The London real estate market can be a surprising place at times, with people paying hundreds of thousands of pounds for garages and homes that are no more than cupboards.
In no particular order, here are our 10 most surprising facts about London real estate...
1. Prices not rising as fast as you’d think
Go to any London pub and you’ll hear people heatedly discussing house prices and how they’re getting out of hand. But if you take inflation into account, house prices in London have grown just 4.9% a year since 1979, according to Halifax. Throw that fact into your pub discussion and see how everyone reacts.
2. Okay, so house prices are a little crazy
It’s true - house prices in London have become a little ‘excessive’ in recent years. If you take 1995 as a starting point, prices in Oval have shot up by an insane 938%, says the Land Registry. That means a flat costing £100,000 when Robson and Jerome were topping the charts with Unchained Melody will cost you just shy of £1m now.
3. London boosted by billionaire boom
Want to know why property prices are so high? Blame it on London’s big spenders. The capital currently has 72 billionaires - worth a grand total of £110bn – calling London their home (or at least their primary home), according to estate agency Wetherell. That wealth could build 1.6 million social homes in the UK, pretty much ending the housing crisis overnight...
4. Londoners planning to move on
When you’re bored of London, you’re bored of life, claimed Samuel Johnson. But he never had to put up with rocketing house prices, which are making many Londoners reconsider their postcode. Estate agent Strutt & Parker found the capital has the lowest retention rate of any region (35%), with more and more people looking to cash in on their property equity by moving out of the capital.
5. £35m for a home ready for demolition
London real estate is a rich person’s game. Even knocking down homes costs more than most streets in other parts of the country. A Mayfair mansion was recently listed for sale for £35m by Wetherell – with plans granted to knock it down and start again. If you could afford the outlay, you could be set for a tidy profit with analysts estimating a new six-storey mansion built in place could be worth £65m.
6. A million square feet of luxury
As far as London real estate goes, Harrods has to be one of the jewels in the crown. The famous department store has a massive one million square feet of floor space – that’s around five acres. Or the same as three Premier League football pitches full of designer clothing, cutting edge furniture and more.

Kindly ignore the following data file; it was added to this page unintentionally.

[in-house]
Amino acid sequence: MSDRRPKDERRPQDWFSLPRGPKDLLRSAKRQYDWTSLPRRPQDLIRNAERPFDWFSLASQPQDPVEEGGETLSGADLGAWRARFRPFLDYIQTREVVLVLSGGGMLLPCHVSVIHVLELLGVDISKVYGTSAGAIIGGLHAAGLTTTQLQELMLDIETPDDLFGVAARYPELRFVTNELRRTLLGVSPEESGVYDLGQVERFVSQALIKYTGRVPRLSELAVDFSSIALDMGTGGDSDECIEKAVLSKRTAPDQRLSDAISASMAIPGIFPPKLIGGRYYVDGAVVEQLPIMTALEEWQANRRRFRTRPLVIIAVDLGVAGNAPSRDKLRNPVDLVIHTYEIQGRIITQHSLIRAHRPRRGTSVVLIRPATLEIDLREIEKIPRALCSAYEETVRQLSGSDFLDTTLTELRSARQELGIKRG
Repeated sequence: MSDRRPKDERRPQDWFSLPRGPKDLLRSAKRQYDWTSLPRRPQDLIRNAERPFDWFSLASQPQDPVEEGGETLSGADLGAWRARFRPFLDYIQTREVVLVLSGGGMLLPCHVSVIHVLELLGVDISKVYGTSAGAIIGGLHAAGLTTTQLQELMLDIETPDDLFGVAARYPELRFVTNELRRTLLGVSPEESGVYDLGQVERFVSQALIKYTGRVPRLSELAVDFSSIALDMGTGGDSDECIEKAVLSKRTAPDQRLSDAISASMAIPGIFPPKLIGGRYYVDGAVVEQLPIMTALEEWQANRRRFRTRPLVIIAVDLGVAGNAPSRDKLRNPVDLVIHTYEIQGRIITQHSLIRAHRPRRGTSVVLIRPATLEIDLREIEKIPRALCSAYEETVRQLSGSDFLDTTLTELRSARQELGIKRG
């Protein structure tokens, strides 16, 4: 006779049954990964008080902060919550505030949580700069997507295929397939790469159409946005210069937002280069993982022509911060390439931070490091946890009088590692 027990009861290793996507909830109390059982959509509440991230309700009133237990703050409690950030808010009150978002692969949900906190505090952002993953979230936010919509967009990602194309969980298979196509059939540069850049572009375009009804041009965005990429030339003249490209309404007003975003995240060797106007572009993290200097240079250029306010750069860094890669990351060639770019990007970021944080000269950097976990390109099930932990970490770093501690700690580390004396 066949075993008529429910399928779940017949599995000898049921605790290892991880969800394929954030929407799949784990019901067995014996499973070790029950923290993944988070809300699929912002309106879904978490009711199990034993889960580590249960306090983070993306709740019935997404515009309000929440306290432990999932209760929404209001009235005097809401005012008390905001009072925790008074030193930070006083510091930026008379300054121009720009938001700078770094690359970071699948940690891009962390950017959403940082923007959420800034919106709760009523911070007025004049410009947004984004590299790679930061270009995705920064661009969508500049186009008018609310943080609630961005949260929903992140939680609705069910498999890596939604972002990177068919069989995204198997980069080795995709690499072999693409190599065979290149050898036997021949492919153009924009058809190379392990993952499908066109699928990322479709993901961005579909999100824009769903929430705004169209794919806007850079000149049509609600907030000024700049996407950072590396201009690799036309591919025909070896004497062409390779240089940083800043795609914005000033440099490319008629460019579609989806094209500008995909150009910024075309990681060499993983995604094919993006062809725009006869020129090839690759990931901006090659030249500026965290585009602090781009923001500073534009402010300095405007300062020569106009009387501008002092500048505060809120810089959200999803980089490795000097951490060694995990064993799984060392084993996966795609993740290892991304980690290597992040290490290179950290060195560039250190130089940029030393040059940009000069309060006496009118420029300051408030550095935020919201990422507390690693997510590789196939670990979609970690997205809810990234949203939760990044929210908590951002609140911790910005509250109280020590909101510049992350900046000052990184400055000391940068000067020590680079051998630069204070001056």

7. Second most expensive offices
London is one of the best cities in the world to work in – whether it’s in the City’s financial institutions or for a trendy East End design company. But it’s not cheap to set up business here. London office space is some of the most expensive in the world at $240 per square foot, Forbes reports. That’s nearly twice as expensive as the 5th most expensive place, Shanghai, at $136.
8. The reason for London’s strange shaped towers
We all love a good nickname and some of London’s modern towers seem to have been designed with these names in mind. But there’s a perfectly good reason why the Gherkin curves, the Shard points and the Cheesegrater slants. It’s to keep St Paul’s Cathedral’s iconic silhouette visible on London’s skyline. There are planning regulations to ensure certain views of the Cathedral aren’t obscured.
9. London’s cheapest flat?
For those on the hunt for a home in London, stories about mythical flats selling for under £250,000 often do the rounds. Yet few live up to their billing. One such place that can lay some claim to the title of London’s cheapest flat is a property in Clapton. The one-bed flat sold for just £79,000 by Purplebricks earlier this year. It was little more than a room, though, measuring just 75 sq ft - that would fit into Harrods over 13,000 times.
10. Thousands of new homes, yet still not enough
There’s always activity in the London real property market, with new development happening all the time. Last year, Department for Communities and Local Government figures show there were 22,750 new properties started – 12% more than the previous year. Great right? Actually, it’s predicted that to meet the capital’s growing hunger for homes, London needs 56,400 new homes every year, says the Town and Country Planning Association. Half way there then.